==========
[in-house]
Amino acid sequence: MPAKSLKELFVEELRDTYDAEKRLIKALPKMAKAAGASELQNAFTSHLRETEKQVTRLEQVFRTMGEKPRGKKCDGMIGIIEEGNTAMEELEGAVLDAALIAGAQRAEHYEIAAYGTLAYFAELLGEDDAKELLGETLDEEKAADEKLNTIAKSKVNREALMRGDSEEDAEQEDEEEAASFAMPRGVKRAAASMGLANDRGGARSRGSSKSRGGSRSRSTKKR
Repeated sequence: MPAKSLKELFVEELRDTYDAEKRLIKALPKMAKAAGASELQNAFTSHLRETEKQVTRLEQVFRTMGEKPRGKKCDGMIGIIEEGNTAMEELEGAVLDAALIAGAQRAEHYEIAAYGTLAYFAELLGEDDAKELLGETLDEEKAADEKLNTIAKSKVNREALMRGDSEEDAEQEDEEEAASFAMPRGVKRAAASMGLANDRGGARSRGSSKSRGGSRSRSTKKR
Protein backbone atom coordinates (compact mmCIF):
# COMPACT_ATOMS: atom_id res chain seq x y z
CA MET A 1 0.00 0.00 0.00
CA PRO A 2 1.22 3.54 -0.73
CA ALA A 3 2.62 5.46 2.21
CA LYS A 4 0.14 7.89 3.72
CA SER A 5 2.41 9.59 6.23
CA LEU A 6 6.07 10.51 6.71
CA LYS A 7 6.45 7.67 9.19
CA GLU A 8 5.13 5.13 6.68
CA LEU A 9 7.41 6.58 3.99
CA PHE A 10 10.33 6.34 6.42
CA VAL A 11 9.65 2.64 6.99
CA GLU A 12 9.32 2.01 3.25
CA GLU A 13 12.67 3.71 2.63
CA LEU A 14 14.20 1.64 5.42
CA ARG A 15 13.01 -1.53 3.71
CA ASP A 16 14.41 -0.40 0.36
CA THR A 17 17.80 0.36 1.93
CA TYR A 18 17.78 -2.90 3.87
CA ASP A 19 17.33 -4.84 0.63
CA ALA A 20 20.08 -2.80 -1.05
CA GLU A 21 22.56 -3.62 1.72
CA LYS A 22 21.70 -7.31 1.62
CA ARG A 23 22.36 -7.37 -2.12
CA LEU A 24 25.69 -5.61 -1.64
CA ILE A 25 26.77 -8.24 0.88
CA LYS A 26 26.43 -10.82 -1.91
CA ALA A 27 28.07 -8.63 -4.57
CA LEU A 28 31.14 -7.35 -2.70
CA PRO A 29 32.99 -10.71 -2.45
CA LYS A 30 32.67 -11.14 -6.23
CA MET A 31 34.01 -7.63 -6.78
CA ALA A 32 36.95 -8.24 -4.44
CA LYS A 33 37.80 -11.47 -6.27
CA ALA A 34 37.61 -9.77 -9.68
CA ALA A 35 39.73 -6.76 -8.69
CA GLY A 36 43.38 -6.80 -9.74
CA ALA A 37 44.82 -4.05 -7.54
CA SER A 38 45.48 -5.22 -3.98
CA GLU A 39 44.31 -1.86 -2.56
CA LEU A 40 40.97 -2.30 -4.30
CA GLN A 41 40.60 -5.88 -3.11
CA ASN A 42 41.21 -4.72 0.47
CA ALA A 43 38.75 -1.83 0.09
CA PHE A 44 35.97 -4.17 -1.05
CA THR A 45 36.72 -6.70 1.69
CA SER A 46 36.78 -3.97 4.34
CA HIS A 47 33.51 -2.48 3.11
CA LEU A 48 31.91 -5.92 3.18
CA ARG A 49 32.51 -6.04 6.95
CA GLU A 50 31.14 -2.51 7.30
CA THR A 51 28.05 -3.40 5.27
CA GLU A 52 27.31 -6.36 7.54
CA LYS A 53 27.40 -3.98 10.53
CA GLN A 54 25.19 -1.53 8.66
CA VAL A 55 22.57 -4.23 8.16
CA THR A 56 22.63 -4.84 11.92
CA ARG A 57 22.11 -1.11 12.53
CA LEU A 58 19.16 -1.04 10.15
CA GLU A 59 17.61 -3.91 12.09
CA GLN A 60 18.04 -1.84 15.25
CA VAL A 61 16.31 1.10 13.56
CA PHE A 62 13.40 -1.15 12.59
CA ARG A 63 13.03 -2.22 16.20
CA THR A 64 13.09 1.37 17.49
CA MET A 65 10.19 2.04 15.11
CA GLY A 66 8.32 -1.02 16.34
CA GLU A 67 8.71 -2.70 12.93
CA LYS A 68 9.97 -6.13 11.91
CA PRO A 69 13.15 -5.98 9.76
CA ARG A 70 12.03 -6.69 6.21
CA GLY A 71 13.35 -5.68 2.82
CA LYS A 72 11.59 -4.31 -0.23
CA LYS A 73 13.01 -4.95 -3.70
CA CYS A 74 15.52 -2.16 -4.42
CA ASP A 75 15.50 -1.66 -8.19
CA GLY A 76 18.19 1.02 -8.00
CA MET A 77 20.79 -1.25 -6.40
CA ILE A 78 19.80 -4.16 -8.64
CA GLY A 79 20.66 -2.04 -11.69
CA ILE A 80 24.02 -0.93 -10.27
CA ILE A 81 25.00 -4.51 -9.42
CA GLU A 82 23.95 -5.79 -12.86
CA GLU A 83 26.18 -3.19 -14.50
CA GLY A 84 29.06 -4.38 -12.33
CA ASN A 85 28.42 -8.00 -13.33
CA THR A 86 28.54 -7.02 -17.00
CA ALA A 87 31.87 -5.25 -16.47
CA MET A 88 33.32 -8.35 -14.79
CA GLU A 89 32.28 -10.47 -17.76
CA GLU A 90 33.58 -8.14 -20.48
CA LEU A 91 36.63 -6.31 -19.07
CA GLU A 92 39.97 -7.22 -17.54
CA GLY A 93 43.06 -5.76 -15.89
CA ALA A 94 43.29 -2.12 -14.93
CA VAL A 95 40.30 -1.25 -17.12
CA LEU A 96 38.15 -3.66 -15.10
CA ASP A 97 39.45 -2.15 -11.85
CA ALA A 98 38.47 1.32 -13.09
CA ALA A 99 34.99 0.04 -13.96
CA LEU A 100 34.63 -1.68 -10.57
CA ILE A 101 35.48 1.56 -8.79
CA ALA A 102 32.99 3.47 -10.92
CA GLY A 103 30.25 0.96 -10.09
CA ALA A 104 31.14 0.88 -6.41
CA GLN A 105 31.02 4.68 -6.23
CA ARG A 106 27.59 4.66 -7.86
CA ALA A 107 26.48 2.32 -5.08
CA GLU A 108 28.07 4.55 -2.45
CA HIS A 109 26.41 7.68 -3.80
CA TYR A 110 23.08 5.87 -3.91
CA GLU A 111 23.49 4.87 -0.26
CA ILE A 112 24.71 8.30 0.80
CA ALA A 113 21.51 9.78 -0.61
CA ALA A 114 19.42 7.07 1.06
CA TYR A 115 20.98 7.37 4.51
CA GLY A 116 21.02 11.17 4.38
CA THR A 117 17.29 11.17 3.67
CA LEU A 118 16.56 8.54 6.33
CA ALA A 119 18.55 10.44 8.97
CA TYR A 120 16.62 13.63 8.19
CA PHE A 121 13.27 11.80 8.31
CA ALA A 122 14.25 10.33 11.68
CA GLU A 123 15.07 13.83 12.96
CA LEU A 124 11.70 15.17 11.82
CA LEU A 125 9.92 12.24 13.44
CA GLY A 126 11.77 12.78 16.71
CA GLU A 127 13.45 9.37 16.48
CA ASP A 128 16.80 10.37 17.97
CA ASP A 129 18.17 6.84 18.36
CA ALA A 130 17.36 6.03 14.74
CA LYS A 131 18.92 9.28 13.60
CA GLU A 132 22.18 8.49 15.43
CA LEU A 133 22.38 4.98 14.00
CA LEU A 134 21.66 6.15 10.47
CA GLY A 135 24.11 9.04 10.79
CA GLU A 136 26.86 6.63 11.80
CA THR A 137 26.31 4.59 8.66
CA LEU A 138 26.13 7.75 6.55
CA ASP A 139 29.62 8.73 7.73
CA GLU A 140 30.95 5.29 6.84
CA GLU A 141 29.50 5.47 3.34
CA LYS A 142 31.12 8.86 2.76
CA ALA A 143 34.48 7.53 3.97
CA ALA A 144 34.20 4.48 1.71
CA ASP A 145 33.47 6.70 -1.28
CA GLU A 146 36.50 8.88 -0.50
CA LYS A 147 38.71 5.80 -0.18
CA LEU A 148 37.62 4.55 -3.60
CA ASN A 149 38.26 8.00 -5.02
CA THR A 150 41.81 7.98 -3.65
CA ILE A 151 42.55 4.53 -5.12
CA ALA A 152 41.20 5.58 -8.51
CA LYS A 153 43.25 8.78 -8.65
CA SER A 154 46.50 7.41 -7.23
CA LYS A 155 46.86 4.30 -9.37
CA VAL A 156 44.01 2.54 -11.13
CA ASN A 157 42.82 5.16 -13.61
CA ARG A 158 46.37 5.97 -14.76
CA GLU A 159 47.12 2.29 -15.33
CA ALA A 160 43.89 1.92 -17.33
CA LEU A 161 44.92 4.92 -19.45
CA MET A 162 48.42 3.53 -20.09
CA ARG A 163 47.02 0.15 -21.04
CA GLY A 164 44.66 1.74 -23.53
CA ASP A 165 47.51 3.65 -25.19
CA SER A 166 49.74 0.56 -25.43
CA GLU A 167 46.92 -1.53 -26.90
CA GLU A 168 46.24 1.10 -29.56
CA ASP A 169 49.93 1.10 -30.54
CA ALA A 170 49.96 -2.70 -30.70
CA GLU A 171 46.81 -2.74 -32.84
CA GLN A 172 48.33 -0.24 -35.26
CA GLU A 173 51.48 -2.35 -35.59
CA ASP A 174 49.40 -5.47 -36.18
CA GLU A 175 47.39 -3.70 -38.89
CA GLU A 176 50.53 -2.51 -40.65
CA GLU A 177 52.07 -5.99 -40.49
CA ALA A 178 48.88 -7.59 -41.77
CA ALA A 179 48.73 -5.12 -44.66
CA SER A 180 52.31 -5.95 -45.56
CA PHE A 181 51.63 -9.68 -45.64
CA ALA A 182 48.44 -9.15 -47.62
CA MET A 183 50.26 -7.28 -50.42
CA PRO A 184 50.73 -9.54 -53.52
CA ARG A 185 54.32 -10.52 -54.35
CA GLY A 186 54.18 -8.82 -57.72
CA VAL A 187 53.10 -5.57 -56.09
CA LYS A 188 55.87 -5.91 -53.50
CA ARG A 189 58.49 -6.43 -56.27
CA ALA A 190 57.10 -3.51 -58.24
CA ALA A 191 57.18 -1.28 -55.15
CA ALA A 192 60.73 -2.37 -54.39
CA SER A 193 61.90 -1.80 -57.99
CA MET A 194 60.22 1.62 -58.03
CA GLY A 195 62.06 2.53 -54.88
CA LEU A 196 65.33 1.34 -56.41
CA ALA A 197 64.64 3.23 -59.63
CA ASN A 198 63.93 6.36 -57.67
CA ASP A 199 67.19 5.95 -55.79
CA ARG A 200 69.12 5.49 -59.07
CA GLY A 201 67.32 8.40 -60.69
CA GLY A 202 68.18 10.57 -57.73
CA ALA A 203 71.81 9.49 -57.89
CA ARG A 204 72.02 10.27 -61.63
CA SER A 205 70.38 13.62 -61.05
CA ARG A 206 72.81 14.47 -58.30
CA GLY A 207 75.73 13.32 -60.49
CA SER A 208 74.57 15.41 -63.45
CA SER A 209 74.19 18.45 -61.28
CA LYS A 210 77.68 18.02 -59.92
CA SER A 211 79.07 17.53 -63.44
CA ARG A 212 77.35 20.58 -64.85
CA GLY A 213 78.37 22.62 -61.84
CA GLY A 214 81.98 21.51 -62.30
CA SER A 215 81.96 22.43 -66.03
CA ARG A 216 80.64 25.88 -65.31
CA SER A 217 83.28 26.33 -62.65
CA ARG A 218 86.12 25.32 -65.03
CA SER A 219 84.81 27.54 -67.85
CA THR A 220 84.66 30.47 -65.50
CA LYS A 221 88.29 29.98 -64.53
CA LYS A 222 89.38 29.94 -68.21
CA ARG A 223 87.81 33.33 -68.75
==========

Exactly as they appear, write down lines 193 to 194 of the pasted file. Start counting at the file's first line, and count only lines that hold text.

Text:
CA LYS A 188 55.87 -5.91 -53.50
CA ARG A 189 58.49 -6.43 -56.27